The media conglomerate, which owns a number of television networks including Comedy Central, MTV, and Nickelodeon, blocked its TV shows from being broadcast on Google’s internet TV. Users looking to check out a TV show on any of these stations will now be greeted with: “Sorry, this content is unavailable for your device.”
This adds to a growing list of networks blocking content from Google TV, including ABC, NBC, and CBS. CBS owns Viacom, but until now several of its networks continued to allow content through on Google TV.
At the time other networks were banning content, which began last month, MTV indicated that it was weighing up its options. It is not clear if its decision to join the ban was one made within the network itself or an order from the parent company.
This leaves very few major networks still supporting the Google TV platform. Fox has yet to block its content, but it also suggested that it is considering it.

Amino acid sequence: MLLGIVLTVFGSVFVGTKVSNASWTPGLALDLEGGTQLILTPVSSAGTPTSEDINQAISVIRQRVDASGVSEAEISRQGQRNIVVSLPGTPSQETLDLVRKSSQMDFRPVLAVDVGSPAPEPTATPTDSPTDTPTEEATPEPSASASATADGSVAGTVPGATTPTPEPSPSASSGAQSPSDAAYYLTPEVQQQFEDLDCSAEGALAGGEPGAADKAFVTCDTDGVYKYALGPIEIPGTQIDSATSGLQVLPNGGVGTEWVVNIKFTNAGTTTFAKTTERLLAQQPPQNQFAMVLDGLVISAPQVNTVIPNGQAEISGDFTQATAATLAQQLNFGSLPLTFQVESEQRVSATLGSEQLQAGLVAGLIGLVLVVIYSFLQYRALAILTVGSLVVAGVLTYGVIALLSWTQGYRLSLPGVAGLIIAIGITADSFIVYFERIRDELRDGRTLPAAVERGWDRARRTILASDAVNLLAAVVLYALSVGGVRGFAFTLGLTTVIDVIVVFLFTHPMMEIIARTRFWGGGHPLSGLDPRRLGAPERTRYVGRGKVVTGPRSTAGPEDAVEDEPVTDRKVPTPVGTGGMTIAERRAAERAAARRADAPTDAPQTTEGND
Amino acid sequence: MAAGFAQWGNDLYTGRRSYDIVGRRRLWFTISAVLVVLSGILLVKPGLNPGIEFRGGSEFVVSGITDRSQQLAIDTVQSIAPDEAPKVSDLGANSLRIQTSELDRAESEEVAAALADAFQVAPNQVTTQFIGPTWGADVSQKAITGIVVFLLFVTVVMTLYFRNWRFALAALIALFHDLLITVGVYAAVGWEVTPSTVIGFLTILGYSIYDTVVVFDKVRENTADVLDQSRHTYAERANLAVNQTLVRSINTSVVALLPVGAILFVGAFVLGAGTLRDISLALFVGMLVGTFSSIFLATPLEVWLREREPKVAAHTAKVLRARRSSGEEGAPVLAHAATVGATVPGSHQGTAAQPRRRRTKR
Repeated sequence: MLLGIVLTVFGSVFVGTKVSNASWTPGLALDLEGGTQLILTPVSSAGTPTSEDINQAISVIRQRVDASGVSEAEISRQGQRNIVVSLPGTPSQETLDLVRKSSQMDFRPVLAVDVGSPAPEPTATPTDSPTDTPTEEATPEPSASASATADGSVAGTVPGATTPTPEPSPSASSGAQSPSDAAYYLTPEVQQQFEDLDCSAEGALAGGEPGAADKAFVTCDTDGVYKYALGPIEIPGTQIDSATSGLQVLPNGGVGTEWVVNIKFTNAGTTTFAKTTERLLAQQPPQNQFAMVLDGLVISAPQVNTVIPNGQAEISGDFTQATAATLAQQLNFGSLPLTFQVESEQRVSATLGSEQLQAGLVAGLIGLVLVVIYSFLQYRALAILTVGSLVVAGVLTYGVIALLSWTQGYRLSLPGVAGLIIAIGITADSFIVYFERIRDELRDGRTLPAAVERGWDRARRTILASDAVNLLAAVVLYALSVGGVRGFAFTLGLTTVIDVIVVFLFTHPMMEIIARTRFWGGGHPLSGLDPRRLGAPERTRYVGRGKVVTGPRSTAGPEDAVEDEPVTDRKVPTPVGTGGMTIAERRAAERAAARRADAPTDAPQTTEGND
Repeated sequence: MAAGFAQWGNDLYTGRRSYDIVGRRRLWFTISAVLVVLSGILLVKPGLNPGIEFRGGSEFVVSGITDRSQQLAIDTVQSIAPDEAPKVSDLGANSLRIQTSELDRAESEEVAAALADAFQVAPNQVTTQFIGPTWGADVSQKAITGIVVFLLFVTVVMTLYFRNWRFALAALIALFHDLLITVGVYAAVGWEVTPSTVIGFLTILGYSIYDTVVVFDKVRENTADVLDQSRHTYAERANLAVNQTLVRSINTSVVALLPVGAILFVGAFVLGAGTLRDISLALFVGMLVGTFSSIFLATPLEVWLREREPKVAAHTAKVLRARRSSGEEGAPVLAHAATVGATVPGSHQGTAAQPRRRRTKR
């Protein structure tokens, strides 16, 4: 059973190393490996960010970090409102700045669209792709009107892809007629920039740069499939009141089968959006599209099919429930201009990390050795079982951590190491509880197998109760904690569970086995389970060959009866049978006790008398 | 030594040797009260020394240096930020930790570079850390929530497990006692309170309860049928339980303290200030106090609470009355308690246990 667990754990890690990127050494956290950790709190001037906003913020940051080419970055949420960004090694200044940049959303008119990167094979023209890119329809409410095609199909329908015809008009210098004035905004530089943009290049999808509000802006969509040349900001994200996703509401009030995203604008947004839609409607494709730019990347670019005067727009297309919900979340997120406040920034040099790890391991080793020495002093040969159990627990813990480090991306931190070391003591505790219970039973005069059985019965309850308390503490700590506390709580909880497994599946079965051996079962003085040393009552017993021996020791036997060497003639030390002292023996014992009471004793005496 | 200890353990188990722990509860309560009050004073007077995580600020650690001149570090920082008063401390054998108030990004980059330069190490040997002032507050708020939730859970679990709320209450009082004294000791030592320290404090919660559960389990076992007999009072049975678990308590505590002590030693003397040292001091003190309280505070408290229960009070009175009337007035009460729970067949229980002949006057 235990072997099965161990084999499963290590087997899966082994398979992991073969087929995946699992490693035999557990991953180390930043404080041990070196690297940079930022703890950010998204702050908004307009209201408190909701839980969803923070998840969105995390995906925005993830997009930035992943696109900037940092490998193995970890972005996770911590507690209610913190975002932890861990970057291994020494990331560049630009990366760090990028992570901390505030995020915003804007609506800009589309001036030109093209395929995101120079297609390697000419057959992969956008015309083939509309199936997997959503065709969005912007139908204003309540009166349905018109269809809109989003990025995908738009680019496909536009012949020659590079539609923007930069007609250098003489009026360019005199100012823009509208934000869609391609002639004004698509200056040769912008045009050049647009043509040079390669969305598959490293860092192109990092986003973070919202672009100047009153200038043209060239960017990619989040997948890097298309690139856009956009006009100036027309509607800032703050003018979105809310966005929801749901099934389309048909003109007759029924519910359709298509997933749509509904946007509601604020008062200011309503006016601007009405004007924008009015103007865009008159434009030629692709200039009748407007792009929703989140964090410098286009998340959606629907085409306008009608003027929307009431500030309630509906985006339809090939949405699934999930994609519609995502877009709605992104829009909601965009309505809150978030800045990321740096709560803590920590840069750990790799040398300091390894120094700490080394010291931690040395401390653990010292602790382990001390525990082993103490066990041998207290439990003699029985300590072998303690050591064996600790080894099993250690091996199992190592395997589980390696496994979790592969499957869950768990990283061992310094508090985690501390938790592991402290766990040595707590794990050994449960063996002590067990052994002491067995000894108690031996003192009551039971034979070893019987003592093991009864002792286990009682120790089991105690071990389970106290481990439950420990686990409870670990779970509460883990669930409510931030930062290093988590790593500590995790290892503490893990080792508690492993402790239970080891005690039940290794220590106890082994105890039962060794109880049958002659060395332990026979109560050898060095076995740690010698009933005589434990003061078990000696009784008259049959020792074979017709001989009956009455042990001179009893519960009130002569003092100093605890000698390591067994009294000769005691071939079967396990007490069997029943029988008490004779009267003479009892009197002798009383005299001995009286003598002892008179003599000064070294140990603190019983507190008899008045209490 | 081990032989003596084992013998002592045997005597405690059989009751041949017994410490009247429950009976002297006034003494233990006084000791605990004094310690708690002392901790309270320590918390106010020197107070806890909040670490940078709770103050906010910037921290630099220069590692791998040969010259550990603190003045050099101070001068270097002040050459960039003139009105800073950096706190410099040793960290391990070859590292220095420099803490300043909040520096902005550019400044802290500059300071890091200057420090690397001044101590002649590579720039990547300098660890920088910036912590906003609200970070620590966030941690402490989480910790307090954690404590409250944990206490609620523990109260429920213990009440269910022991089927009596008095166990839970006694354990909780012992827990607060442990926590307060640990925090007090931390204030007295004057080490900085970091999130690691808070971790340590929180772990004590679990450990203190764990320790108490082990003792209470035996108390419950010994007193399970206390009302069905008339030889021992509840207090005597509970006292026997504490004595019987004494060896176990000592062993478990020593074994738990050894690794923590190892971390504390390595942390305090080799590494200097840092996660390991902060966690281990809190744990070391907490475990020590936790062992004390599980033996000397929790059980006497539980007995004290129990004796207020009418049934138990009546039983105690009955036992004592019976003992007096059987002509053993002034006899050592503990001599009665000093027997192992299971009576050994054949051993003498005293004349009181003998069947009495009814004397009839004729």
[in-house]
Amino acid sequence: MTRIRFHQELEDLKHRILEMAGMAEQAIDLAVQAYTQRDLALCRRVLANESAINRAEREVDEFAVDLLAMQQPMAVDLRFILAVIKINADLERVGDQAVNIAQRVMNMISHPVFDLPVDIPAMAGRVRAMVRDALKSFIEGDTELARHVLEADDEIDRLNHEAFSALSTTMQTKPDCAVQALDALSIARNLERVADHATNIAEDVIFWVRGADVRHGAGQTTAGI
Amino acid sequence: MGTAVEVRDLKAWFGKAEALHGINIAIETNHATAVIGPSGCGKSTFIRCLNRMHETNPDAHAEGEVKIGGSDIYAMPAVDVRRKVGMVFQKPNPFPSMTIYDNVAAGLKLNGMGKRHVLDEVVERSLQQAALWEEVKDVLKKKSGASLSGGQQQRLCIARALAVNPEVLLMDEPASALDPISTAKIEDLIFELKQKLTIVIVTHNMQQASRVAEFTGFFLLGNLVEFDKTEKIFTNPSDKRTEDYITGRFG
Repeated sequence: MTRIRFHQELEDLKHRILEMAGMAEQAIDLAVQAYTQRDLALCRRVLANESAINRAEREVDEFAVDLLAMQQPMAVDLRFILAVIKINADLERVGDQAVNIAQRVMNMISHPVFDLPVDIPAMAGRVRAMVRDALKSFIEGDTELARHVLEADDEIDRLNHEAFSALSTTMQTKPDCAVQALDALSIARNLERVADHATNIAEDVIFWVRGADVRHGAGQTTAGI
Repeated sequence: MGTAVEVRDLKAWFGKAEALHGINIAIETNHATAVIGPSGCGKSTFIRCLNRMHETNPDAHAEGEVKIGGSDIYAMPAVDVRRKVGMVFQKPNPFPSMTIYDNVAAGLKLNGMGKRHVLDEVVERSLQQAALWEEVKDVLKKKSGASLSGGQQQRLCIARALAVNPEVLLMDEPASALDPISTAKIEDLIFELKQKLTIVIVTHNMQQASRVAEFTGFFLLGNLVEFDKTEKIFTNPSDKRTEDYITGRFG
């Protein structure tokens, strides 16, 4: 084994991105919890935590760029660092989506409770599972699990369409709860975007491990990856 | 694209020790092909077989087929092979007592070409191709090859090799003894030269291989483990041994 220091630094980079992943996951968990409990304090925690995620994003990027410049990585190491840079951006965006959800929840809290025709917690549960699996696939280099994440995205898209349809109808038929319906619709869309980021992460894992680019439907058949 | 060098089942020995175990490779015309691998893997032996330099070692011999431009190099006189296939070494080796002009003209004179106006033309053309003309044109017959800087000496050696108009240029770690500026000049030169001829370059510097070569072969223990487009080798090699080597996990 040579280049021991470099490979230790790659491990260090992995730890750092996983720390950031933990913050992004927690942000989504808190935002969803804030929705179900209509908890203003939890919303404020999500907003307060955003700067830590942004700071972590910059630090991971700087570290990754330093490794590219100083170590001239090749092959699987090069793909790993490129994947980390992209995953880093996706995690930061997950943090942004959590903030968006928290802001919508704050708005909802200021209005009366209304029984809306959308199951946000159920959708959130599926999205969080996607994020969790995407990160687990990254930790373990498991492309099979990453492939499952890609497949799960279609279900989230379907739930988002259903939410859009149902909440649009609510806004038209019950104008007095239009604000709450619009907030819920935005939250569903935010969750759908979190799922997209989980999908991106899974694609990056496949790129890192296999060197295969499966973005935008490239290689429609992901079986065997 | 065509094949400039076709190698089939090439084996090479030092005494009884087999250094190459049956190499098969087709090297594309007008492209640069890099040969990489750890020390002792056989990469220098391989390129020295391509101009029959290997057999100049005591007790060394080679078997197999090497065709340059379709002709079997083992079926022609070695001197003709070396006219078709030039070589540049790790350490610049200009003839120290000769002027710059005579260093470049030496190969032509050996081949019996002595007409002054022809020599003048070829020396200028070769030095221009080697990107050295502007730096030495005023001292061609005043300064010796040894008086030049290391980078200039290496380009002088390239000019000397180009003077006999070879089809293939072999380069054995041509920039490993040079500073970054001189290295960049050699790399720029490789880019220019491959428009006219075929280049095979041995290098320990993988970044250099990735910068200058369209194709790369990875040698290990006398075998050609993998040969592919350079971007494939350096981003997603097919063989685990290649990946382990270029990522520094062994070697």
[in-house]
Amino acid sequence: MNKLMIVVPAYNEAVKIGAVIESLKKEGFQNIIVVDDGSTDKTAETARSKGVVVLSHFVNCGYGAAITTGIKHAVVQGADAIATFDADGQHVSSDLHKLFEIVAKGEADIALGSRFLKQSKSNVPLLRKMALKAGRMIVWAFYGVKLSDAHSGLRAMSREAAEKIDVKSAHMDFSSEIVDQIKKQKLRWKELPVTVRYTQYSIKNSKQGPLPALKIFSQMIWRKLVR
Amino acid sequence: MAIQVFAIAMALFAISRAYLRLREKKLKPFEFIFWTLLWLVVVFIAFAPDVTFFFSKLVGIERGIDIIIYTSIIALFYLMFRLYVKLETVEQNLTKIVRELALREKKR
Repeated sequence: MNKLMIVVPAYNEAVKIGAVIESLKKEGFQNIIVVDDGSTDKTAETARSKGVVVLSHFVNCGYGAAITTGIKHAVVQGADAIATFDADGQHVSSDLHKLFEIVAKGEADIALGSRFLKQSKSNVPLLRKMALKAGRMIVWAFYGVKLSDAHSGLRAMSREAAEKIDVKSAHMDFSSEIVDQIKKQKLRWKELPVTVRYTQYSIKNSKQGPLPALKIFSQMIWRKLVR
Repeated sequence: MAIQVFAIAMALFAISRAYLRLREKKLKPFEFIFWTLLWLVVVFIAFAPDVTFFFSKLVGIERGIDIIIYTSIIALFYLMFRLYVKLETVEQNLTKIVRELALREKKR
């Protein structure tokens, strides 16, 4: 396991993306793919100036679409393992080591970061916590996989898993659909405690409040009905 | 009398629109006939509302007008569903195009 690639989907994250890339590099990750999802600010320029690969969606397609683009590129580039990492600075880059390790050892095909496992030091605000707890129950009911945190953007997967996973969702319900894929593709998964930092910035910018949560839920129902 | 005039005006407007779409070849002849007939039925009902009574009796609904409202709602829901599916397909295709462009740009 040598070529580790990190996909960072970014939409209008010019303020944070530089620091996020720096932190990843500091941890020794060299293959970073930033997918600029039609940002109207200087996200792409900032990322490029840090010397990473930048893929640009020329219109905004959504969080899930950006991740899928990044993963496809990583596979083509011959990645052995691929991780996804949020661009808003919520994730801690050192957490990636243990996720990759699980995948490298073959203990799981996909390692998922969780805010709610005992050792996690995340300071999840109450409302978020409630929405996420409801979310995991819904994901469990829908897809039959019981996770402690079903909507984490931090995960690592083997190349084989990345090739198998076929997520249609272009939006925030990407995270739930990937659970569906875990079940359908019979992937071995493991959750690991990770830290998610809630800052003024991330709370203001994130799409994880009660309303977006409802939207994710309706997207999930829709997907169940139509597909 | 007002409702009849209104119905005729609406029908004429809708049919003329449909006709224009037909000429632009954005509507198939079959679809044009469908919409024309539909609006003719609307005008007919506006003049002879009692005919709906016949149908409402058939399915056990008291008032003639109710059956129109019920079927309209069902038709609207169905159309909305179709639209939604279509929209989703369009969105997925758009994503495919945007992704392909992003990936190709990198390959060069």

Piracy is listed as one of the main reasons behind the blanket ban, with networks afraid that their content will be used through the internet sans advertising instead of the more profitable TV.
Tensions between Google and some of these companies are also likely behind the decision. Viacom and Google are on bad grounds, with the former suing Google over Youtube broadcasts of its shows in the past. Viacom wanted $1 billion in damages, but ultimately lost its case against Google.
The blocks suggest that Google may not have done the legal legwork it needed to do to secure support. It may need to go back to the negotiation tables and work out a deal, possibly including royalties of some kind. Failure to do so will cut off a significant stream of content from Google TV and effectively destroy what it was supposed to be.